When IBM announced its partnership with Twitter last October, the move seemed both promising and logical.
IBM is betting a fair share of its future on exploiting large troves of data for its business customers, and Twitter is a big-data fire-hose with 6,000 tweets a second, more than half a billion each day. And Twitter’s data-licensing business, though still a small part of the company, is growing rapidly.
IBM and Twitter are bringing out the first products on Tuesday, developer tools and cloud-based data analysis services that mine Twitter data. The data services run on IBM’s Watson artificial intelligence technology and on its flavor of Hadoop, the open-source software for processing big data across computer clusters, IBM BigInsights. The developer tools will allow people to write applications that pull in Twitter data.
In recent months, IBM has trained more than 4,000 engineers and consultants on using Twitter data in business projects. Its goal is to have 10,000 IBM employees with Twitter data-handling skills. And IBM has worked with more than 100 corporate clients so far, in a range of industries and projects.
“We thought the early interest would be in consumer products and marketing, but it has turned out to be much broader than that,” said Alistair Rennie, general manager of IBM’s analytics business. The early work, he said, included companies that want to tap the Twitter data to help guide product development and plan manufacturing schedules.
IBM is not naming the companies that have tried out its Twitterized technology, but it did describe a few examples of what it calls “insight as a service.” It combined tweets with hyper-local weather data to help predict where disgruntled telephone or cable customers, whose service might be impaired by severe weather, were most likely to switch suppliers. Using the data-fueled predictive models, customer churn was reduced by 5 percent, IBM says.
Another case involved an unnamed drink and food retailer with thousands of shops. IBM blended Twitter data with sales tracked on loyalty cards and smartphone apps, as well as employee data. It found that the company’s best customers were the ones most influenced by turnover in the chain’s sales associates. In short, the human touch matters most to your most loyal customers.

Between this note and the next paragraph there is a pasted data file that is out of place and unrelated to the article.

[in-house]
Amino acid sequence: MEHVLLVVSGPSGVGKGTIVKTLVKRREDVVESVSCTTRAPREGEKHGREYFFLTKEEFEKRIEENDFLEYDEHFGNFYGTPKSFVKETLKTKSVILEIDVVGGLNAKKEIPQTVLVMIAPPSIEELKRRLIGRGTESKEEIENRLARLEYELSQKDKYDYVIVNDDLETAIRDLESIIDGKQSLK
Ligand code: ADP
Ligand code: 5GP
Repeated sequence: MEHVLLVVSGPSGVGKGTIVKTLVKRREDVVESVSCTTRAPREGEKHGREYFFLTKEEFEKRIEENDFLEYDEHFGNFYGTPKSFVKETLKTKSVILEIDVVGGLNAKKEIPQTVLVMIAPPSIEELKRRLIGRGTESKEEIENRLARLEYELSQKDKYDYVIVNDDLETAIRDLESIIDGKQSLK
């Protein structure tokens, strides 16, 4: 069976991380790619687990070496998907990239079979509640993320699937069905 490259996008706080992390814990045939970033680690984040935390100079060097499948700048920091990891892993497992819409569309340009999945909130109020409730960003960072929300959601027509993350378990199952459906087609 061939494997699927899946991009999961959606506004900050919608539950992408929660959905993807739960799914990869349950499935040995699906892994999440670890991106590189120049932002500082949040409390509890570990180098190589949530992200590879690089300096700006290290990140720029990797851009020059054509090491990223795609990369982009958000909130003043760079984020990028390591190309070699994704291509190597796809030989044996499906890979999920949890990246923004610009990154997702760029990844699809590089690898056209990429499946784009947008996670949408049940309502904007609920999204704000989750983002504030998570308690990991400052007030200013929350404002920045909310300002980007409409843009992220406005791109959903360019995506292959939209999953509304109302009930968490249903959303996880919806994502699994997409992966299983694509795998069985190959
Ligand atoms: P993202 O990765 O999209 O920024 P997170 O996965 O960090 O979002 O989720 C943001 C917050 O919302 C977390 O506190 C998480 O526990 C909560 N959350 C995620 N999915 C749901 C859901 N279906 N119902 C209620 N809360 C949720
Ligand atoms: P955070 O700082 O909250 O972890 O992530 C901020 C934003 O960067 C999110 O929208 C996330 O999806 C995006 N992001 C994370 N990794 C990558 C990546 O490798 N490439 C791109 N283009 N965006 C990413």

IBM has plenty of competition in mining social media data for insights. Rivals include big companies like SAS Institute, Adobe, Oracle and Salesforce, and start-ups like Crimson Hexagon and DataSift. IBM’s deal with Twitter is not exclusive.
But David Schubmehl, an analyst at IDC, said that more than its competitors, IBM was focused on applying the Twitter data to a wide range of uses, beyond marketing to tasks like churn analysis, talent management and product development. IBM, Mr. Schubmehl said, is ahead of most of its rivals in its knowledge of many industries. “And it’s the combination of internal corporate data and external data from sources like Twitter where the real payoff is going to come from,” he said.
For IBM, the pace at which initiatives like the Twitter partnership can grow into sizable businesses is crucial. Virginia Rometty, IBM’s chief executive, has called 2015 a “transition year” as newer growth businesses like data analytics and cloud-computing pick up the slack for the erosion of its traditional hardware and software businesses. The faster the newer businesses grow, the smoother the transition.
For Twitter, the data business looks set to play a larger role. In addition to advertising, Twitter now reports its “data licensing and other revenue.” It grew by more than 100 percent in the fourth quarter of 2014, to $47 million. “Twitter is the world’s best focus group,” said Chris Moody, vice president for data strategy at Twitter. “We’re a data gold mine. We know a lot about the world and a lot about customers.”
This entry passed through the Full-Text RSS service – if this is your content and you’re reading it on someone else’s site, please read the FAQ at fivefilters.org/content-only/faq.php#publishers.
Powered by WPeMatico